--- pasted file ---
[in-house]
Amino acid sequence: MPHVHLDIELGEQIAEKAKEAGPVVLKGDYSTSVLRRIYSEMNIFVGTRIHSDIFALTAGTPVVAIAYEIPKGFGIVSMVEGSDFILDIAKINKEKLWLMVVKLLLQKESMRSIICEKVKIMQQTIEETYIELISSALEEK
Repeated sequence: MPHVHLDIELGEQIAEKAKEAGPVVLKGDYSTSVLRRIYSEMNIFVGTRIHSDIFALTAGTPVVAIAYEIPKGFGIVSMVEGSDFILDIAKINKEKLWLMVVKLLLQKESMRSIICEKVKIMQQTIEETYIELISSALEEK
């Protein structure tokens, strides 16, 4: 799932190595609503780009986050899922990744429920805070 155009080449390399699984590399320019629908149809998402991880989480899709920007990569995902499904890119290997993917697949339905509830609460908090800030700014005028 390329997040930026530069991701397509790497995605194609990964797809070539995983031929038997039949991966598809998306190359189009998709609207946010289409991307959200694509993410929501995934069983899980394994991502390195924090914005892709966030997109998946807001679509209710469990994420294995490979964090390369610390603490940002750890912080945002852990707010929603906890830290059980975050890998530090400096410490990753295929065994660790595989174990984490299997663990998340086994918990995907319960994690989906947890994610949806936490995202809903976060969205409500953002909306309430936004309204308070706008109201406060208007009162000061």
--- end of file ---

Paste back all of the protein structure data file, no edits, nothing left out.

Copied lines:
[in-house]
Amino acid sequence: MPHVHLDIELGEQIAEKAKEAGPVVLKGDYSTSVLRRIYSEMNIFVGTRIHSDIFALTAGTPVVAIAYEIPKGFGIVSMVEGSDFILDIAKINKEKLWLMVVKLLLQKESMRSIICEKVKIMQQTIEETYIELISSALEEK
Repeated sequence: MPHVHLDIELGEQIAEKAKEAGPVVLKGDYSTSVLRRIYSEMNIFVGTRIHSDIFALTAGTPVVAIAYEIPKGFGIVSMVEGSDFILDIAKINKEKLWLMVVKLLLQKESMRSIICEKVKIMQQTIEETYIELISSALEEK
């Protein structure tokens, strides 16, 4: 799932190595609503780009986050899922990744429920805070 155009080449390399699984590399320019629908149809998402991880989480899709920007990569995902499904890119290997993917697949339905509830609460908090800030700014005028 390329997040930026530069991701397509790497995605194609990964797809070539995983031929038997039949991966598809998306190359189009998709609207946010289409991307959200694509993410929501995934069983899980394994991502390195924090914005892709966030997109998946807001679509209710469990994420294995490979964090390369610390603490940002750890912080945002852990707010929603906890830290059980975050890998530090400096410490990753295929065994660790595989174990984490299997663990998340086994918990995907319960994690989906947890994610949806936490995202809903976060969205409500953002909306309430936004309204308070706008109201406060208007009162000061």